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Personal Blog

## Discussion article for the meetup : Chicago games at Harold Washington Library (Sun 6/17)

WHEN: 17 June 2012 02:00:00PM (-0500)

WHERE: 400 S State St., Chicago, IL

Instead of our typical Saturday Corner Bakery meetup, we'll be meeting this Sunday (6/17) from 2-4pm at the Harold Washington Library.

We've reserved a group study room in the fifth floor. Meet at the fifth floor desk at 1:55 and we will go to the room from there. (getting up there is slightly convoluted. You'll need to take one set of escalators/elevators to the third floor, then go into the third floor and take another set of elevators/escalators to the fifth floor)

What: various rationality games. See below for descriptions.

How (to get there): The library entrance is on State St. between Van Buren and Congress. The red, blue, green, brown, orange, and pink L lines all stop at the library. For those coming from outside the city, it's a 15 minute walk from union station.

Games: Zendo and the Calibration Game

Zendo

Zendo, also known as “Science, the game,” involves one player picking rules and creating structures that follow that rule. The other players try to discover the rule by building their own structures and asking whether those structures follow the rule. See Wikipedia for the exact rules.

Calibration Game

The Calibration Game requires a large number of numerical trivia questions and their answers. A couple of examples might be “how many lakes are there in Canada” or “which percentage of the world’s countries are landlocked”. The game Wits & Wagers comes with a large number of such trivia questions and answers.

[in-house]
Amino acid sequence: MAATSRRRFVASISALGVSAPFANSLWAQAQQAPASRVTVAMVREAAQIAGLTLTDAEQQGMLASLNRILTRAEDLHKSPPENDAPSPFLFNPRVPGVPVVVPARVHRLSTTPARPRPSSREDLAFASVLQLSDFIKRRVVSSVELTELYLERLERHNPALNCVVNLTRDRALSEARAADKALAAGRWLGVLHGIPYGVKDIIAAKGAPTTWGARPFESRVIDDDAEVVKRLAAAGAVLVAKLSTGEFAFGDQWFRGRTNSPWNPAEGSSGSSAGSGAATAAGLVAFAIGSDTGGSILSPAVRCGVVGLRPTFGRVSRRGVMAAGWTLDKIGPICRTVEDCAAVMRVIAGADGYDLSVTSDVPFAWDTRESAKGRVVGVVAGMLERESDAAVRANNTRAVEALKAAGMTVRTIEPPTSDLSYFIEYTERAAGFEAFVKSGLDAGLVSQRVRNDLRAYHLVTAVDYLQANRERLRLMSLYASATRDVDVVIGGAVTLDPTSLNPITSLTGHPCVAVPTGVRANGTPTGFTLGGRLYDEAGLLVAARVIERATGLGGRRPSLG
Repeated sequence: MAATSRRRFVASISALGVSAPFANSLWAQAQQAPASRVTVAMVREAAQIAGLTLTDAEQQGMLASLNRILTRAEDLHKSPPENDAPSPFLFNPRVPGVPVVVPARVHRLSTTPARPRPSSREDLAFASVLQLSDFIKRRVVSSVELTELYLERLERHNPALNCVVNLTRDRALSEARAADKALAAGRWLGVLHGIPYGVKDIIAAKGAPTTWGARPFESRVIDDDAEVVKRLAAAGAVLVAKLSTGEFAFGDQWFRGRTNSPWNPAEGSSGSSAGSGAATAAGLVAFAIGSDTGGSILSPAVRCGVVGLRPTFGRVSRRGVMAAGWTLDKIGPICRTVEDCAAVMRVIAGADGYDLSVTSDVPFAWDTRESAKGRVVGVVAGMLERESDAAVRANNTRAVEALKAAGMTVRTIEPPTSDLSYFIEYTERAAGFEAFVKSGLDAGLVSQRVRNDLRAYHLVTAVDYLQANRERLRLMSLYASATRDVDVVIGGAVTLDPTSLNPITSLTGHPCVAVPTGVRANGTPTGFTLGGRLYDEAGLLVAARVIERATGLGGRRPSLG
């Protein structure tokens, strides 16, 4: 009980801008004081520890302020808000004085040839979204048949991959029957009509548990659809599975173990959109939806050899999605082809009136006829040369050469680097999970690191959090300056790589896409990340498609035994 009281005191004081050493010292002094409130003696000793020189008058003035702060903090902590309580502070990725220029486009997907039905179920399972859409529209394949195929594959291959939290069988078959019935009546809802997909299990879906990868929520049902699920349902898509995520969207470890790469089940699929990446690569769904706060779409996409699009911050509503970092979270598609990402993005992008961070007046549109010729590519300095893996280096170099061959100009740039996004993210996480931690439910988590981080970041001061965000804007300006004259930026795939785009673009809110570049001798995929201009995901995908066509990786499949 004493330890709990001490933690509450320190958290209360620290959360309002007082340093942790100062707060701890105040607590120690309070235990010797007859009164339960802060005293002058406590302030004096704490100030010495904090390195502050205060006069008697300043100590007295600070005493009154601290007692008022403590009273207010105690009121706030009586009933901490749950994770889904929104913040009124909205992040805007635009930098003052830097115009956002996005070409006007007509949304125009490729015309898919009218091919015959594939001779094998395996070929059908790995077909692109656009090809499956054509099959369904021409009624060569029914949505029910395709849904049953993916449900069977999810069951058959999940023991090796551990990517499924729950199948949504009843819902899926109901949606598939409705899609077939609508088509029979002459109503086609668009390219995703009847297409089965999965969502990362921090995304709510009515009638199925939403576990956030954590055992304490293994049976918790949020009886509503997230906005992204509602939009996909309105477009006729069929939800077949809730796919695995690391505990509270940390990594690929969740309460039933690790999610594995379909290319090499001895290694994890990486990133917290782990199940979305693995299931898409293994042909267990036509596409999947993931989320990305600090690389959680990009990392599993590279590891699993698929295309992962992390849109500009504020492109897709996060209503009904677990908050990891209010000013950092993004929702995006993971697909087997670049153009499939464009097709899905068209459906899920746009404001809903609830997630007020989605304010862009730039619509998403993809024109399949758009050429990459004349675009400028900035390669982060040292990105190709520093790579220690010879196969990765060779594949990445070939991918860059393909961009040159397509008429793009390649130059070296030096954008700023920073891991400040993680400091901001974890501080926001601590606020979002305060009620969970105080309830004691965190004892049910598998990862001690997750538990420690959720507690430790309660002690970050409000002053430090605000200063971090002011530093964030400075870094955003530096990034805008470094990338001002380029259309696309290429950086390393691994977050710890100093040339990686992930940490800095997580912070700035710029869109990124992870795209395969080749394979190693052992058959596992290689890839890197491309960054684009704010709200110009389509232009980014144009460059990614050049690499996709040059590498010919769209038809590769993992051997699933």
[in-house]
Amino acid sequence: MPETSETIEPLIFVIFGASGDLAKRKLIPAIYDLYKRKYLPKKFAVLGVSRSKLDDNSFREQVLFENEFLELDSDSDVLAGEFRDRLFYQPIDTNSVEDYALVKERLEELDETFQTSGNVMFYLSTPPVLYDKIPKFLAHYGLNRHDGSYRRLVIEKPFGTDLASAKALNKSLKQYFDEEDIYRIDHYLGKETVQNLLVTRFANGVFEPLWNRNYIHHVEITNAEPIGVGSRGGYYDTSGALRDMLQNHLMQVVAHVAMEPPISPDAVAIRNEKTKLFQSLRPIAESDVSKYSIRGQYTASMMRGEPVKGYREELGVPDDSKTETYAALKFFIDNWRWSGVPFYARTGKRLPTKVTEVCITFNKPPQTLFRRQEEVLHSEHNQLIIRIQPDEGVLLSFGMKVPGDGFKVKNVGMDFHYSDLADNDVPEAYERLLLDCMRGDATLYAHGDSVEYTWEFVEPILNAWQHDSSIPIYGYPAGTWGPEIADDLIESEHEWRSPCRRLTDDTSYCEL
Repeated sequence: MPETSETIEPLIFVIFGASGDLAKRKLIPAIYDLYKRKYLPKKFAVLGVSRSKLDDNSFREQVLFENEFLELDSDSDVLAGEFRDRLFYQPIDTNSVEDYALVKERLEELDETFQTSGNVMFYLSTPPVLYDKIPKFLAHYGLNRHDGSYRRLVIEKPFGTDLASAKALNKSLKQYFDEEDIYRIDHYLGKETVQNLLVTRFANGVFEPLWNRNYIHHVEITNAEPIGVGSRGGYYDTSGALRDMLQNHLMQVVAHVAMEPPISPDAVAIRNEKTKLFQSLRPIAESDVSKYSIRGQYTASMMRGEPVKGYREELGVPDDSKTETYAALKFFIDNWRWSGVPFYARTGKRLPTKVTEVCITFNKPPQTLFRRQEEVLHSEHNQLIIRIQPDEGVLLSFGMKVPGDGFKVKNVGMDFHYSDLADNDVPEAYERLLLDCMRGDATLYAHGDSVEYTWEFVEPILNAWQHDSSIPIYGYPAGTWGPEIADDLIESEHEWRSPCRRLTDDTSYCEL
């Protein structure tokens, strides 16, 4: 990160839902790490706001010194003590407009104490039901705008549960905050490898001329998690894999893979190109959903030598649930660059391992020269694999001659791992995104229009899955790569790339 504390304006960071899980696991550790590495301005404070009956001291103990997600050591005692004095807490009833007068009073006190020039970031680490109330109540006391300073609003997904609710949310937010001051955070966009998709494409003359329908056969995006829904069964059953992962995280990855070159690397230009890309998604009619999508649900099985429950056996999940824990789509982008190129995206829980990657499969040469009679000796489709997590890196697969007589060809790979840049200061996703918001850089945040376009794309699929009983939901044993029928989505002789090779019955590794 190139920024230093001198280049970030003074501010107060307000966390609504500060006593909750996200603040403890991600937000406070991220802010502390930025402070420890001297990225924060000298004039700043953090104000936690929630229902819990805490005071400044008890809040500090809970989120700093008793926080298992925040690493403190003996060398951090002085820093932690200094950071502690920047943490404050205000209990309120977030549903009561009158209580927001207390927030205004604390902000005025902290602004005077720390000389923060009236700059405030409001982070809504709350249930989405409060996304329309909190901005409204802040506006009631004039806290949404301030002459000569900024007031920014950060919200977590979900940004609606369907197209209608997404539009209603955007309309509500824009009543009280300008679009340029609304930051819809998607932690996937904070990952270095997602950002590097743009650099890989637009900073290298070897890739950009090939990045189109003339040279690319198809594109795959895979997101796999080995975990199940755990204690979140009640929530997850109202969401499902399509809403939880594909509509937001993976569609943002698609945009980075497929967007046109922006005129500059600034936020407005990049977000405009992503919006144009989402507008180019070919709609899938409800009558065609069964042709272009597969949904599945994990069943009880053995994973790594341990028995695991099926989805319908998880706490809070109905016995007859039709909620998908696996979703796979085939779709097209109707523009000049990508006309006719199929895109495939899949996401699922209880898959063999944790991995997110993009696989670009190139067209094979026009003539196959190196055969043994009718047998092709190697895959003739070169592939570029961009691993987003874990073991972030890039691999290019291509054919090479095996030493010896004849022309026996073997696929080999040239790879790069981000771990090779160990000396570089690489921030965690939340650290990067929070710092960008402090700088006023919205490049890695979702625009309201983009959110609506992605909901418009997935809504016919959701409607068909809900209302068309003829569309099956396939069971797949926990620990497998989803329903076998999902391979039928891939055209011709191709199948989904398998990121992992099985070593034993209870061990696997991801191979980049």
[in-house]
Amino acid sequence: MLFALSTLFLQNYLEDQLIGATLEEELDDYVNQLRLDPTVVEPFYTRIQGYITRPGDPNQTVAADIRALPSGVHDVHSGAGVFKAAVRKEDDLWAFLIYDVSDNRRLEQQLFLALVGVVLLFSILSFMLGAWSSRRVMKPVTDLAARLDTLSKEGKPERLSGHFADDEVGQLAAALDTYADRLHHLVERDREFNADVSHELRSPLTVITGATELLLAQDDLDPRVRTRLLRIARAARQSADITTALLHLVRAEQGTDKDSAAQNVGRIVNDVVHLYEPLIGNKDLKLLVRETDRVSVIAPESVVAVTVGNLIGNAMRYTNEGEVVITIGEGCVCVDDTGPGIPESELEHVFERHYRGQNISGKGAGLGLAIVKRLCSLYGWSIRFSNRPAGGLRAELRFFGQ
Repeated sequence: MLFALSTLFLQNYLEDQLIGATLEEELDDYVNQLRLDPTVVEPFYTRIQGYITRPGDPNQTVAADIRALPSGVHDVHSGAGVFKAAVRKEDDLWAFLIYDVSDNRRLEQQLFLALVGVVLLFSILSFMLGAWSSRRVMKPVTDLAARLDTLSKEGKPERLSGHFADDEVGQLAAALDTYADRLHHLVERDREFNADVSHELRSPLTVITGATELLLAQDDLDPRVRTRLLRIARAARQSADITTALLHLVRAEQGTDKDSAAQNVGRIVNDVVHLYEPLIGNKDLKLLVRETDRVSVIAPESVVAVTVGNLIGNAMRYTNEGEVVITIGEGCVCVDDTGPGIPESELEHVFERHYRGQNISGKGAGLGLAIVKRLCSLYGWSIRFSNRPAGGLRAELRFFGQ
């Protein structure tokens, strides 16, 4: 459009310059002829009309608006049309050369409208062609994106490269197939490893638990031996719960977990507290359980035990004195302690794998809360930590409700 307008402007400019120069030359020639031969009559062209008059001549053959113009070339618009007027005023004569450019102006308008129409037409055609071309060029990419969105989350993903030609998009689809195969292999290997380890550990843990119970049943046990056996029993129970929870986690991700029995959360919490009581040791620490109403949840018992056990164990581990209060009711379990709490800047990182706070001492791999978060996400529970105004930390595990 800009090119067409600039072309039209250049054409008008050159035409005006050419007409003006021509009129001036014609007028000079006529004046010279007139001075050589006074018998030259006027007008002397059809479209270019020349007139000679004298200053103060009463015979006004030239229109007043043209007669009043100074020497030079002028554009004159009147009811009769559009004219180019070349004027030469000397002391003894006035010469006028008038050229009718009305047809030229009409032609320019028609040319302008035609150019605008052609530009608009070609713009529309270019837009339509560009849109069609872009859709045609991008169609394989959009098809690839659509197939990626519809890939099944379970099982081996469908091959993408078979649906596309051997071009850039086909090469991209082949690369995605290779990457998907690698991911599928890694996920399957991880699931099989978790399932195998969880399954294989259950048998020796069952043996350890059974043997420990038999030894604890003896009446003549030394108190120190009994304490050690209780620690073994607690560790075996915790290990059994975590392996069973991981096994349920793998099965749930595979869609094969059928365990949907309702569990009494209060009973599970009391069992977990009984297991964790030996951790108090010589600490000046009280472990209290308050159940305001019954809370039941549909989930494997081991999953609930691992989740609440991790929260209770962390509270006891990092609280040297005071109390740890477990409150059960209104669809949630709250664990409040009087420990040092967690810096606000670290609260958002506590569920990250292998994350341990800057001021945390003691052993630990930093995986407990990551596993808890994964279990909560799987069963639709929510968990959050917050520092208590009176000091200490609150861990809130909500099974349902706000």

There are several possible variants of the Calibration game:

Personal Calibration. One person reads the question aloud, and everyone writes down their 50% and 90% confidence intervals. For example, if you’re 50% sure that 20% - 40% of the world’s countries are landlocked, write that down as your 50% confidence interval. After ten questions, the correct answers are revealed. People can now check whether half of their guesses in the 50% confidence interval really were right, and whether they really only got one question out of ten in their 90% confi- dence interval wrong. Alternatively, the correct answer may be revealed as soon as everyone has made their guess, rather than waiting until all ten questions are asked.

Single-Round Aumann. Same as Personal Calibration, but after everyone has writ- ten down their initial confidence intervals, they state them aloud. People then have one chance to alter their guesses based on what the others guessed.

Multiple-Round Aumann. Same as Single- Round Aumann, but repeat the “state your guess aloud” part until nobody changes their opinions.

Aumann with Discussion. Same as Multiple- Round Aumann, but people are also allowed to discuss the reasons for their estimates in- stead of just stating them.

Paranoid Debating. Same as Aumann with discussion, but one person is secretly desig- nated as the traitor. The traitor tries to make the group’s guess to be as off-mark as possible. For variants and accounts of this game, see the LW Wiki on Paranoid Debating.

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